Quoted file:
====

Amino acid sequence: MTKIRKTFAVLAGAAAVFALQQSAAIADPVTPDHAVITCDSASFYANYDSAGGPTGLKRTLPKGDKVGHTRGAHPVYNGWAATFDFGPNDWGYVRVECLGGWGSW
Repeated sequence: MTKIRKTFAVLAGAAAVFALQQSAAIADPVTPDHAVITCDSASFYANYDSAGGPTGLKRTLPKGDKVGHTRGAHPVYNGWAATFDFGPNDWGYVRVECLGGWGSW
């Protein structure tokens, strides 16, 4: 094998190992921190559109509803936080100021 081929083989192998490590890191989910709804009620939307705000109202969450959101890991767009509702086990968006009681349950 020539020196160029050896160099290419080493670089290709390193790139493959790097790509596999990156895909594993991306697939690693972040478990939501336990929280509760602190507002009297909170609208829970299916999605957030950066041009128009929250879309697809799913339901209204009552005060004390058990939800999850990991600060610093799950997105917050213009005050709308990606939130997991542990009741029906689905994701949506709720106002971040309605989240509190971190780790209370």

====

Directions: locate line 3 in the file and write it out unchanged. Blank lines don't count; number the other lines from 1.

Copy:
């Protein structure tokens, strides 16, 4: 094998190992921190559109509803936080100021 081929083989192998490590890191989910709804009620939307705000109202969450959101890991767009509702086990968006009681349950 020539020196160029050896160099290419080493670089290709390193790139493959790097790509596999990156895909594993991306697939690693972040478990939501336990929280509760602190507002009297909170609208829970299916999605957030950066041009128009929250879309697809799913339901209204009552005060004390058990939800999850990991600060610093799950997105917050213009005050709308990606939130997991542990009741029906689905994701949506709720106002971040309605989240509190971190780790209370």